A more differentiated caries index, as well as measured interexaminer-reliabilities would clearly have a positive influence on the findings’ validity. Looking at the high number of first graders and the high number of examiners, the latter postulation will be most difficult to establish. Several field studies used ICDAS as an assessment method [11, 12]. This index provides findings that give a statement about caries quality instead of a sheer yes/no-decision.

In the year 2000, Pistorius et al. independently analysed the dental health of 3,880 first grade school children out of 80 schools in Rheinhessen, a small region of Rhineland-Palatinate within the scope of governmental group prophylaxis [13]. In this study, dental probes were used for caries detection. The average dmft score of 1.9 with a fraction of 53.4 % having a naturally healthy dentition confirms the overall trend between 1994 (39.2 % caries free) up today (62.7 % caries free).

Looking at the permanent dentition, the 2009 study has, with a DMFT score of 0.03, similar findings to our result of 0.04. The comparatively high DMFT value of 0.19 found in 2000 by Pistorius et al. may result of the dental probing that also lead to a caries diagnose in first molars with deep fissures that were not sealed at the time of the examination. Since caries is a process that needs a longer period of time until clinical manifestation, it is hardly surprising that the DMFT was very low. It would have been interesting to know the amount of erupted permanent teeth in this population.

In an international comparison, dmft and caries experience in our findings were at a low level. Table 3 gives an overview of the available results published in comparable studies within the recent years. However, this is to state with the limitation that most of the studies were conducted in developing countries or structurally weak areas.
Table 3

Overview on other recent studies with 6-year-old children

Name

Country

Sample size

Mean dmft

Caries experience(%)

Rajab [17]

Jordan

2496

3.3

76.4

Prasaj Dixit [18]

Nepal(Chitwan)

n.a.

1.59

52.0

Hashim [19]

UAE(Ajman)

429

1.12

n.a.

Tadakamadla [20]

India(Udaipur)

875

1.69

58.9

Liu [21]

China(Sechuan)

714

3.94

74.37

Basha [22]

India(Davangere)

196

3.2

50.51

Gorbatova [23]

Russia (Archangelsk)

532

6.71

93.4

Regarding the reasons for the ongoing decrease of the dmft, it is, by nature, difficult to pinpoint the exact causes. The systematic educational work in schools and kindergartens might be a reason for the children’s caries decline. In that context, school and preschool children are taught about brushing methods, professional prophylaxis at the dentist’s office, the use of fluorides and tooth-protective nutrition. Parental habits, knowledge and attitude play a distinct role for the child’s caries prognosis [14]. Possibly, today’s six-year-olds profit from the educational work in their parent’s childhood and adolescence. In Germany, the market share of fluoridated salt rose from 20 % in 1997 to just below 70 % since 2007. As salt is a simple and effective prevention method, this could be another cause for the caries decrease [15].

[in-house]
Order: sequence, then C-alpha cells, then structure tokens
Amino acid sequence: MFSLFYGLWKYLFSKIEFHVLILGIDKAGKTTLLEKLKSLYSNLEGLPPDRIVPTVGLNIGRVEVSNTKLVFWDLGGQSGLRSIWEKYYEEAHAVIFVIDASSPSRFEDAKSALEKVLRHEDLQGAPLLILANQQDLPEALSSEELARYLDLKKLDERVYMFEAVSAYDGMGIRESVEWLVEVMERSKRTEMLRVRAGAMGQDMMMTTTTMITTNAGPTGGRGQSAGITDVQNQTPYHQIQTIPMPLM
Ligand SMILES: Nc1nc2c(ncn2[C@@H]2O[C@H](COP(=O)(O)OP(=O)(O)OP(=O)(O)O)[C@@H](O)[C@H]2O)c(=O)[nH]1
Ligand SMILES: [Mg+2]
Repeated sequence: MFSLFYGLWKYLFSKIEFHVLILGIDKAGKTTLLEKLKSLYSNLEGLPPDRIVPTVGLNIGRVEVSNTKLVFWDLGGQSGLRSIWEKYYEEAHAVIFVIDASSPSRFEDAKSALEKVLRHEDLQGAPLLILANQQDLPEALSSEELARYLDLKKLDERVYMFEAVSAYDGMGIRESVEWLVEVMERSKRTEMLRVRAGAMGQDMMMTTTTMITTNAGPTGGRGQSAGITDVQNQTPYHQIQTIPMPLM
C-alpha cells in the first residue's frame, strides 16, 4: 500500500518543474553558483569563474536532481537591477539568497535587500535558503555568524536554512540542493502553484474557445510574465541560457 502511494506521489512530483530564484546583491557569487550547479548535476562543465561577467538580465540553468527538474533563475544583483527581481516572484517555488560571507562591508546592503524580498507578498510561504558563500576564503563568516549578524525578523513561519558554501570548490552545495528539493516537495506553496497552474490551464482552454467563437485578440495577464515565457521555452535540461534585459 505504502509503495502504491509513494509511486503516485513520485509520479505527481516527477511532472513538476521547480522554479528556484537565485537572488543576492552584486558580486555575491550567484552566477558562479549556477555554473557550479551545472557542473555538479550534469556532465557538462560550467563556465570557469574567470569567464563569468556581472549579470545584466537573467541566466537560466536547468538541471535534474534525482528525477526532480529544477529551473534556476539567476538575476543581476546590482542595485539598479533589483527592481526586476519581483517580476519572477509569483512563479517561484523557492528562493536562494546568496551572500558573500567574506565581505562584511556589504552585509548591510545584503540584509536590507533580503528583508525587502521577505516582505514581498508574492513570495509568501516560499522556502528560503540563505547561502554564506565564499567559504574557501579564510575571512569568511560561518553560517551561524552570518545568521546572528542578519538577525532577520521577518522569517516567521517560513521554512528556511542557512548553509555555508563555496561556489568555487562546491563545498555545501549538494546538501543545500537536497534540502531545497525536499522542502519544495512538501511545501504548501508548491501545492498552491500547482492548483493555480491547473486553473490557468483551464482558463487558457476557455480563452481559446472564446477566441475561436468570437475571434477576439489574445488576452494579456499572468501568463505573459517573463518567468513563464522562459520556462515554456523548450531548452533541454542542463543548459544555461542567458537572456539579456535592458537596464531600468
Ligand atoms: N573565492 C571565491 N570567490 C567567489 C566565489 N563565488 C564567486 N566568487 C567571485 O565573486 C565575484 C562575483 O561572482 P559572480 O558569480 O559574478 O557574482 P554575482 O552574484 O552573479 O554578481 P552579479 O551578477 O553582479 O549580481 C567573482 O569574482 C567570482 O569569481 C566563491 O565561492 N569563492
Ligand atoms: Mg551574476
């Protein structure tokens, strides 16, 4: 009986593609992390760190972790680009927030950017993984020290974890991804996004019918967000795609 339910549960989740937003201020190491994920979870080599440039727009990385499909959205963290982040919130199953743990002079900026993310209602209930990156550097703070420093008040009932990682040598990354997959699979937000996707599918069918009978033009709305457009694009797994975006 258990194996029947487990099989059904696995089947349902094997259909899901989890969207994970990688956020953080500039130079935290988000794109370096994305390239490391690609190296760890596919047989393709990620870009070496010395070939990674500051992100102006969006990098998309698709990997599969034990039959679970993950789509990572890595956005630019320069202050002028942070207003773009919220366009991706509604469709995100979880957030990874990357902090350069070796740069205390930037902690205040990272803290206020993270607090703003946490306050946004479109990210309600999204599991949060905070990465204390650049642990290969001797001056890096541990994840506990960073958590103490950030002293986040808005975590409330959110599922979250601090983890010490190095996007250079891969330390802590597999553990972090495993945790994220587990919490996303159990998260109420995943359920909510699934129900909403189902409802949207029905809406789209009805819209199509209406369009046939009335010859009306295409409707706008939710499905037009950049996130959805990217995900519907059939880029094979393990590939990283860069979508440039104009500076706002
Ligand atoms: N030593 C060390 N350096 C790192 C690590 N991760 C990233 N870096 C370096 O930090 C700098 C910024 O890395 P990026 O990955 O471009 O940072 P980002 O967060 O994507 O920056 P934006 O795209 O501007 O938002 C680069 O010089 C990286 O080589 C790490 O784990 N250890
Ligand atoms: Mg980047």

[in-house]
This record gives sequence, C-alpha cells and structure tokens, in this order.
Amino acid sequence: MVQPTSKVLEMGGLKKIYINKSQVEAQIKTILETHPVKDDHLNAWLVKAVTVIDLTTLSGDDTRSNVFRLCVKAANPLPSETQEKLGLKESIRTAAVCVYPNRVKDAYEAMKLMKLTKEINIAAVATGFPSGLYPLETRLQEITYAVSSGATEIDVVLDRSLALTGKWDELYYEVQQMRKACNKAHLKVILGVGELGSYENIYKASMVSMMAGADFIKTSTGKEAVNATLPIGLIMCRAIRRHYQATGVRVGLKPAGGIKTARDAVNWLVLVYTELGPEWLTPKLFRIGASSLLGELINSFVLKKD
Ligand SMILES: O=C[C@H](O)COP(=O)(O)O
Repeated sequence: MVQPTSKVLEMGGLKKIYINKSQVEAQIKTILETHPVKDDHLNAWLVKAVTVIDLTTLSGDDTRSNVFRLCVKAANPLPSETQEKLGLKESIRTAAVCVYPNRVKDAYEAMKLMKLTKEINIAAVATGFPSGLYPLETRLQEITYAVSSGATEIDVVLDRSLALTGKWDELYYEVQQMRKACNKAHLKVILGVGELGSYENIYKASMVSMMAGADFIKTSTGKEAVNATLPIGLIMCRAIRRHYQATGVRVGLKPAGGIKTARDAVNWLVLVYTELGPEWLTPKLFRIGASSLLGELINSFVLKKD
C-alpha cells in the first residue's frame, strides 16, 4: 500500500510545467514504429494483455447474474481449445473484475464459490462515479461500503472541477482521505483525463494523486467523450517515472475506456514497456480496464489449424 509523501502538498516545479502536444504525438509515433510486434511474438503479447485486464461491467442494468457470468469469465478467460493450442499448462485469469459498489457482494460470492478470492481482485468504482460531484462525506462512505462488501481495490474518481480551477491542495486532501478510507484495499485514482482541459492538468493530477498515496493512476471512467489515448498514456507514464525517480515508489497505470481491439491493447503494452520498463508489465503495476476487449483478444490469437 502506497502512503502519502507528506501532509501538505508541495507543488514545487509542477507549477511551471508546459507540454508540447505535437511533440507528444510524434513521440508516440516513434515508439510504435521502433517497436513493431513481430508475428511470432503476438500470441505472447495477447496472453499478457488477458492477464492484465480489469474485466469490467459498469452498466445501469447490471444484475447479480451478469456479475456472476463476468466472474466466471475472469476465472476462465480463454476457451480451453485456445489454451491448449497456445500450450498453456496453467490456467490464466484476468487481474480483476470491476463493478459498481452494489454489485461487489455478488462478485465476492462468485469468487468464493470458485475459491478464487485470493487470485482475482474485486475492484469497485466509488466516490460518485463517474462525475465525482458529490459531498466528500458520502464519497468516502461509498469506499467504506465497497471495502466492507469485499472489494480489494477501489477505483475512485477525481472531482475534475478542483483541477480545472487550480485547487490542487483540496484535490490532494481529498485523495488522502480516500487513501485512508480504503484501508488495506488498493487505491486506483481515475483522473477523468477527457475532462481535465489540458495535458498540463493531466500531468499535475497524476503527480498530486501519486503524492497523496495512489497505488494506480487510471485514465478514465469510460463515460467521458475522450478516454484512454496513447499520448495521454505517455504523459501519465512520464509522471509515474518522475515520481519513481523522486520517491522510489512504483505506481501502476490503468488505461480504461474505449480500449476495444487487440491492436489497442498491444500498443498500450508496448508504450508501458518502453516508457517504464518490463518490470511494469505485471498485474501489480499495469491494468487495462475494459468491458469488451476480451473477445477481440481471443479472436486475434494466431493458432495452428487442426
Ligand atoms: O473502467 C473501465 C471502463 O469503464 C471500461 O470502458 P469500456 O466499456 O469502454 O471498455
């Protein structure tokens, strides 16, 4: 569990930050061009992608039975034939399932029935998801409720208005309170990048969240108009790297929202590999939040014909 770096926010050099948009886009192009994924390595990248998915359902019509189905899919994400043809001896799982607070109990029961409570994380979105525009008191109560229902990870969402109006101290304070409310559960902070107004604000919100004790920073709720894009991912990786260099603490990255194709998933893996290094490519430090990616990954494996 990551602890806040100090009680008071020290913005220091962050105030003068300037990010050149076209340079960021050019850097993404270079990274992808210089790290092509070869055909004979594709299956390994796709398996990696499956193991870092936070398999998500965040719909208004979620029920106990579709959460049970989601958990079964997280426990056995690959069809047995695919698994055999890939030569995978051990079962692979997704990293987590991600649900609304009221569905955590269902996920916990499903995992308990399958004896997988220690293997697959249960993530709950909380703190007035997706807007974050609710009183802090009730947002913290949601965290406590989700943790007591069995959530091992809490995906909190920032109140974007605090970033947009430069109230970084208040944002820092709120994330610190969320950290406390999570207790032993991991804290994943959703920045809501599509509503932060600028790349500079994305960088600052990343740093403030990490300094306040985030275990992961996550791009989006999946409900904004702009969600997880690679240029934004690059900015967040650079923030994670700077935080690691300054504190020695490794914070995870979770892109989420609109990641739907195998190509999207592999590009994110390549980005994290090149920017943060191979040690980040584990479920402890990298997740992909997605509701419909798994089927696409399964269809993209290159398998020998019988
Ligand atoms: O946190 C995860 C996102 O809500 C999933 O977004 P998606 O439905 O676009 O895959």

Even though childhood caries underwent an enormous reduction within the last years, this fact should not be taken for granted, since numerous studies show a connection between children’s socioeconomic status and caries risk [16]. Research on the reasons for the intra-oral caries polarisation would be of interest and might lead to therapeutic consequences in future prophylaxis and treatment of deciduous teeth.

Conclusions

The trend towards lower caries prevalence in Rhineland-Palatinate continues. Male first graders have significantly more caries experience than their female schoolmates, both in the fraction with low and the one with high caries activity. Prophylaxis efforts should specially focus on the primary molars, since the d3mft values were remarkably higher in this area.

Declarations

Acknowledgements

The examination sheets were provided by the Landesarbeitsgemeinschaft Jugendzahnpflege Rheinland-Pfalz. The authors thank Mrs. Dufanal and SR Dr. Stein for the good cooperation. Furthermore, we thank Dr. Veronika Weyer for her support in statistical questions.

Open AccessThis article is distributed under the terms of the Creative Commons Attribution 4.0 International License (http://creativecommons.org/licenses/by/4.0/), which permits unrestricted use, distribution, and reproduction in any medium, provided you give appropriate credit to the original author(s) and the source, provide a link to the Creative Commons license, and indicate if changes were made. The Creative Commons Public Domain Dedication waiver (http://creativecommons.org/publicdomain/zero/1.0/) applies to the data made available in this article, unless otherwise stated.

Authors’ Affiliations

(1)
Department of Operative Dentistry, University Medical Center of the, Johannes Gutenberg-University Mainz, Augustusplatz 2, 55131 Mainz, Germany
(2)
Department of Oral and Maxillofacial Surgery, Johannes Gutenberg-University, Mainz, Germany